Having reached a number of the milestones in “Removing Barriers to Achievement”, we need to move on, and everyone in the Chamber accepts that this is not a time for complacency and standing still. I shall briefly mention five key areas before returning to some major topics that hon. Members raised.

We must raise the awareness and skills of staff in identifying and meeting special educational needs—my hon. Friend the Member for Blackpool, South (Mr. Marsden) and others made that point. We must increase access to specialist support; improve accountability for the outcomes that children achieve; improve the quality of support to parents, particularly parent partnerships; and do more to provide advice and support to parents going through the system. I agree that that should be done at arm’s length from the local authority, and we shall try to do that.

We must also improve provision for children with behavioural, emotional and social difficulties and children with autism. That is a passion of my hon. Friend the Member for Barnsley, East and Mexborough (Jeff Ennis), and I was with him at the launch of the “Make School Make Sense” campaign of which he has been a great champion in the House.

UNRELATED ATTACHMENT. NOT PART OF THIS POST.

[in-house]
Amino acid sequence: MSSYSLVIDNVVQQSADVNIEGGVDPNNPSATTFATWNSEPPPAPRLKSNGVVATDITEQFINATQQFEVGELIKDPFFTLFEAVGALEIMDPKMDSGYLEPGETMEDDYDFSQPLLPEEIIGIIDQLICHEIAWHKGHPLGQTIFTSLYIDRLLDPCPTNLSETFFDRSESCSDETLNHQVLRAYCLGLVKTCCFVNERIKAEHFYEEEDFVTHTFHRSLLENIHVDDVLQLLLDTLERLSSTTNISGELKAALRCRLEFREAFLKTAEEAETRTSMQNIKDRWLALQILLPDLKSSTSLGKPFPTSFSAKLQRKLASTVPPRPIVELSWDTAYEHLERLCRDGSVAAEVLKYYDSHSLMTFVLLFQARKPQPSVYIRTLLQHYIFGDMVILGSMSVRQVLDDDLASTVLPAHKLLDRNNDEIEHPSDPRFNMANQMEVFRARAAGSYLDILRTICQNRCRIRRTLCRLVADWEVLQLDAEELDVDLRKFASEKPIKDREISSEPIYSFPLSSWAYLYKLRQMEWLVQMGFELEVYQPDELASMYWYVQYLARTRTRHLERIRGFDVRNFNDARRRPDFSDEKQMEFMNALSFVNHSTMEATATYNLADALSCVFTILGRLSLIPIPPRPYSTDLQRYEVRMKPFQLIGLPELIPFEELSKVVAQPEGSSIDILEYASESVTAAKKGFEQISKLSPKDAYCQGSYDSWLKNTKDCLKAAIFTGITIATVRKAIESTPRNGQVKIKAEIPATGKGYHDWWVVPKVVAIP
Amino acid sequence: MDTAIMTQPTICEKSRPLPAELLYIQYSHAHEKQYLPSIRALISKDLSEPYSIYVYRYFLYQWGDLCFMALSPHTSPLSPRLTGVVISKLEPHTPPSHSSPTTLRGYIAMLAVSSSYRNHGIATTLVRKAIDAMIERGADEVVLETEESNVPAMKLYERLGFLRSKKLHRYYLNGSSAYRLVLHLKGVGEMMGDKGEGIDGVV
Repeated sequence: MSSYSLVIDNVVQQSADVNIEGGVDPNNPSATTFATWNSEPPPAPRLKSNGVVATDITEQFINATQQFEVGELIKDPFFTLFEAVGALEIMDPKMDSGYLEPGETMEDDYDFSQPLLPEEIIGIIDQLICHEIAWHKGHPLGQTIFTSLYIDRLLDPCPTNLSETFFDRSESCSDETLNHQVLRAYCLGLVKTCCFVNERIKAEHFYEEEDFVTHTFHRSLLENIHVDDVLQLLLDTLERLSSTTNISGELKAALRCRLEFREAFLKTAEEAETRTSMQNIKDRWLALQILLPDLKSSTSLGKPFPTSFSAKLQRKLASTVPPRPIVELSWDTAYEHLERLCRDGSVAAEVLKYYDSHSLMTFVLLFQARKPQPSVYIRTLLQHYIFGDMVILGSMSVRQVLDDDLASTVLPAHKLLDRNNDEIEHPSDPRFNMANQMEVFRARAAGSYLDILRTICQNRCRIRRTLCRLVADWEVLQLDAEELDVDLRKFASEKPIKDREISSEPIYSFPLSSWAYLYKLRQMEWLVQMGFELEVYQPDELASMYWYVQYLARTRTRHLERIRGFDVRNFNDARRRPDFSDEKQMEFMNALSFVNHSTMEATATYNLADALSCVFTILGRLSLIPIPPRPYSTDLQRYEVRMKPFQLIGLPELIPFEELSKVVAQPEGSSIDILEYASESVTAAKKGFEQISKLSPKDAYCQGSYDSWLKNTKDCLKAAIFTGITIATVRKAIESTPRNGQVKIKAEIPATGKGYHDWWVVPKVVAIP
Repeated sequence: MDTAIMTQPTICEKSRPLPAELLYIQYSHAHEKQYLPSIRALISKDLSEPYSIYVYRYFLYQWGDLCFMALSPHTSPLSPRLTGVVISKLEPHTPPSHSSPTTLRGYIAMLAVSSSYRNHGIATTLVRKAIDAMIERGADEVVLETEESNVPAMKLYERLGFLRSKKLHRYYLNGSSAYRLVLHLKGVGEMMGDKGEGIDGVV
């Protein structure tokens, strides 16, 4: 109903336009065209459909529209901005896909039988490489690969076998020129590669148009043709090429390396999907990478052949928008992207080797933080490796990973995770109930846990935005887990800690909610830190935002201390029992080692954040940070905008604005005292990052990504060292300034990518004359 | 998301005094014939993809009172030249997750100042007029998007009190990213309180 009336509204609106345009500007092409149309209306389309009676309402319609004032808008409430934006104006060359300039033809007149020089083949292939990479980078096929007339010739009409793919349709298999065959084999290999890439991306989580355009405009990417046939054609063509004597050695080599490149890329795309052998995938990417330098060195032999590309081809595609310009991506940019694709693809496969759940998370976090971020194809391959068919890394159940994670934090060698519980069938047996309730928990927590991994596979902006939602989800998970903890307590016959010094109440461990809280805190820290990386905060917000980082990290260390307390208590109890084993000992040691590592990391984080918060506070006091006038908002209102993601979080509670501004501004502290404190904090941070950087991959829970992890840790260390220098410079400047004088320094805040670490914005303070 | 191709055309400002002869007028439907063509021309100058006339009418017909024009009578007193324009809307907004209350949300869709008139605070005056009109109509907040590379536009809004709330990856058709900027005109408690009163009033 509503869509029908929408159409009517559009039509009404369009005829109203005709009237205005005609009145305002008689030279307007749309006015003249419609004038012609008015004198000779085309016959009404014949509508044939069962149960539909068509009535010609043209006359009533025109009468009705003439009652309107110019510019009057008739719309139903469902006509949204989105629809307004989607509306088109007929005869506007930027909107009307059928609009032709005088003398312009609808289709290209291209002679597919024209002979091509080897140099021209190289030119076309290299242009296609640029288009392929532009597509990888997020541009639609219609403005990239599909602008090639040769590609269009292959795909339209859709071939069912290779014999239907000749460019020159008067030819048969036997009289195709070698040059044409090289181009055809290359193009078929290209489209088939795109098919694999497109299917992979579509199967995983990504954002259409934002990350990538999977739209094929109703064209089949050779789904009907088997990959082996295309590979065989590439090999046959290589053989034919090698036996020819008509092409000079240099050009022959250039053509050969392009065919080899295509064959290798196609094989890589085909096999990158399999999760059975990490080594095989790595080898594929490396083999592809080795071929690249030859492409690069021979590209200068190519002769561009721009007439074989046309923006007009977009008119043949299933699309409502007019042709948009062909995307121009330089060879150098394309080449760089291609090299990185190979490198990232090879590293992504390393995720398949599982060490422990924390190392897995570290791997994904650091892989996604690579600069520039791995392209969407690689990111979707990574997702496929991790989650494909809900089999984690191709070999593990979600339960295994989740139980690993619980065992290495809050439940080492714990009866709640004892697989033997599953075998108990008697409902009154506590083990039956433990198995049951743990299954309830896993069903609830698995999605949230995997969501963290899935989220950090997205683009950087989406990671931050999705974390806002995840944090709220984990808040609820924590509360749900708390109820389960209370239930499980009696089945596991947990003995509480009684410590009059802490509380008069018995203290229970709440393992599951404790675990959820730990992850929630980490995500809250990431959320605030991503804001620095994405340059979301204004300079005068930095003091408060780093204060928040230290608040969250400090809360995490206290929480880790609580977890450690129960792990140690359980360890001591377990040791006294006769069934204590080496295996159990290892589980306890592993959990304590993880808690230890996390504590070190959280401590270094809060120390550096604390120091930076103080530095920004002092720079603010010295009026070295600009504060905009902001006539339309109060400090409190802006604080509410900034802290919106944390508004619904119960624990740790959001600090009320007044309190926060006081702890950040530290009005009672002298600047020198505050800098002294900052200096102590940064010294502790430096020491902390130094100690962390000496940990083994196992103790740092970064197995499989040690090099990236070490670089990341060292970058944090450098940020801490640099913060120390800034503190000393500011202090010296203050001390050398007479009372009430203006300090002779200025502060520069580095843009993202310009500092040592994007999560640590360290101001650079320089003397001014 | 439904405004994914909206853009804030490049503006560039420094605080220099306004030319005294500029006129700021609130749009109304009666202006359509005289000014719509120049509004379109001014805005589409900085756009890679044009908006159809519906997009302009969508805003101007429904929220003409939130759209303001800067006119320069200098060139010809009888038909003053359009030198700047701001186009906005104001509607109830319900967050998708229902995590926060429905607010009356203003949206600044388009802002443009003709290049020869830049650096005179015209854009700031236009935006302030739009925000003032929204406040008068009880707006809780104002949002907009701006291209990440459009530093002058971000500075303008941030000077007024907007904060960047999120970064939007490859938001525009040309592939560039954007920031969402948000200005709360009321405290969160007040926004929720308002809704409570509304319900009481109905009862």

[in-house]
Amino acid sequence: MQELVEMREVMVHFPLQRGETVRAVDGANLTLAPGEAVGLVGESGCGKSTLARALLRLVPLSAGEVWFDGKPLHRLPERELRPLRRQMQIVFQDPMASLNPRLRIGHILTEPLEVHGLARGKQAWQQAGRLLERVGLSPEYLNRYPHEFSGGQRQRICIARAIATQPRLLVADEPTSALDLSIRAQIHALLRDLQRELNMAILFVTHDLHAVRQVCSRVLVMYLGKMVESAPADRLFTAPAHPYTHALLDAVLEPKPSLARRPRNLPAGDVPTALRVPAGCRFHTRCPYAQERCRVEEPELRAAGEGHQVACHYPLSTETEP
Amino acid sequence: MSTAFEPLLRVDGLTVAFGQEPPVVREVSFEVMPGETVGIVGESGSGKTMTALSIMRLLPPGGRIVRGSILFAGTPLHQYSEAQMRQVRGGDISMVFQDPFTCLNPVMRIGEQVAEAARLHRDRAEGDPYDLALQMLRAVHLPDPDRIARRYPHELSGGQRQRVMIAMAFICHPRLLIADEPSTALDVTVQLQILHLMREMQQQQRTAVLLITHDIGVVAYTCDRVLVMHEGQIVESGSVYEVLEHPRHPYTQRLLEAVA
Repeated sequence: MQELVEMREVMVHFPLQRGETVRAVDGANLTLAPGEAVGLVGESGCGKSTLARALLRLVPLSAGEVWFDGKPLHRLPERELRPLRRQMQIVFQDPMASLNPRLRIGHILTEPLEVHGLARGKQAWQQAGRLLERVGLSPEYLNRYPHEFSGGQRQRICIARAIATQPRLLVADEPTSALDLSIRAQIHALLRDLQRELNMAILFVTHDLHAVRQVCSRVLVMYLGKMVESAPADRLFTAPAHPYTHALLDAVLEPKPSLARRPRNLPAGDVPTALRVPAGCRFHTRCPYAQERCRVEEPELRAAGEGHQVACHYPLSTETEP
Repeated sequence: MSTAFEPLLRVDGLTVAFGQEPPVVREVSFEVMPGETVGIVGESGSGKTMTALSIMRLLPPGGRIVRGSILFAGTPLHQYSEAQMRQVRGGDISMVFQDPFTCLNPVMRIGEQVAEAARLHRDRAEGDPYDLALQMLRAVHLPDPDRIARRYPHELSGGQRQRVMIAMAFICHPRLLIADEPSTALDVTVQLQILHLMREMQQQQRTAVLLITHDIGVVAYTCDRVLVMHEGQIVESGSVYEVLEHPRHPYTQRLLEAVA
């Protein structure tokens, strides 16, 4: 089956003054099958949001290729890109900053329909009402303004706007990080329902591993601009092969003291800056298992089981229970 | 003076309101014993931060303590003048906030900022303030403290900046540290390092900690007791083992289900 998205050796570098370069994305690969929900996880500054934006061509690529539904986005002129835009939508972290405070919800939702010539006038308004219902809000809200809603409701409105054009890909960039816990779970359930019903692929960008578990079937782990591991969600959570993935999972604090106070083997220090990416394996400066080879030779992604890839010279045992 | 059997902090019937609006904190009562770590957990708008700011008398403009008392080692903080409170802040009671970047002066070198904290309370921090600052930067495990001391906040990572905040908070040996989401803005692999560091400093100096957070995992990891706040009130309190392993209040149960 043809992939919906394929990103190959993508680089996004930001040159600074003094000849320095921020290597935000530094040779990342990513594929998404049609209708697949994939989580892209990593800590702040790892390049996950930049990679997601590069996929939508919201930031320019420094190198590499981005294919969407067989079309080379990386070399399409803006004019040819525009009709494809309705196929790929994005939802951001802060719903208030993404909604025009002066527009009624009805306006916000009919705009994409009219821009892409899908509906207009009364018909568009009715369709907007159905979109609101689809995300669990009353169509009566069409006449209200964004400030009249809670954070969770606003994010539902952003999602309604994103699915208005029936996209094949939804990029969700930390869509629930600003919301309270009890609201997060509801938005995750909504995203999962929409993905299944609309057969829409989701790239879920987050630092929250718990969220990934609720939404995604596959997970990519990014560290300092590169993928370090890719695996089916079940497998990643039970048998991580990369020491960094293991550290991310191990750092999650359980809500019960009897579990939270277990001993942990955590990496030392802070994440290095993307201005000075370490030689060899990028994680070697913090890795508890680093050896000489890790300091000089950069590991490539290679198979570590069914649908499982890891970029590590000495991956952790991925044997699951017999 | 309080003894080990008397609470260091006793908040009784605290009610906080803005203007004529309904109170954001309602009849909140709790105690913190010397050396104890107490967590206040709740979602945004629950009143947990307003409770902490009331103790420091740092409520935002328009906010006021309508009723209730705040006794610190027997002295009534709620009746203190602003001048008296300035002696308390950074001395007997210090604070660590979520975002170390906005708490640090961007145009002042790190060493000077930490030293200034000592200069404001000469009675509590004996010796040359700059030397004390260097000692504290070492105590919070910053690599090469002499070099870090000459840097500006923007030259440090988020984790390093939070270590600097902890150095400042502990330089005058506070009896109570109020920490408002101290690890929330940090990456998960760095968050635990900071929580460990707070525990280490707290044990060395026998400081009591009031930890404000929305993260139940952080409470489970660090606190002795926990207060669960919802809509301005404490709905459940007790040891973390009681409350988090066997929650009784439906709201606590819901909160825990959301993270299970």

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I turn to some key questions that I have been asked. Do we need a completely fresh look at SEN policy? In the time remaining, I shall not duck that question, but face it head on. The Committee urged us to take a completely fresh look at SEN policy and to overhaul the system of assessments and statements. I understand entirely why the Committee said that, but while we share its desire to improve things, we do not believe that a review is the right way forward at this time, when progress is being made in improving provision for children with SEN. We believe that that would lead to prolonged uncertainty and halt that progress.

It is not just the Government who are saying that. When Ofsted gave evidence to the Committee, it advised against a major review and members of the Committee will recall that it said that the danger of a big review at this time is that it would diversify work, resources and developments in such a way that it could send us back to the slow progress prior to 2004.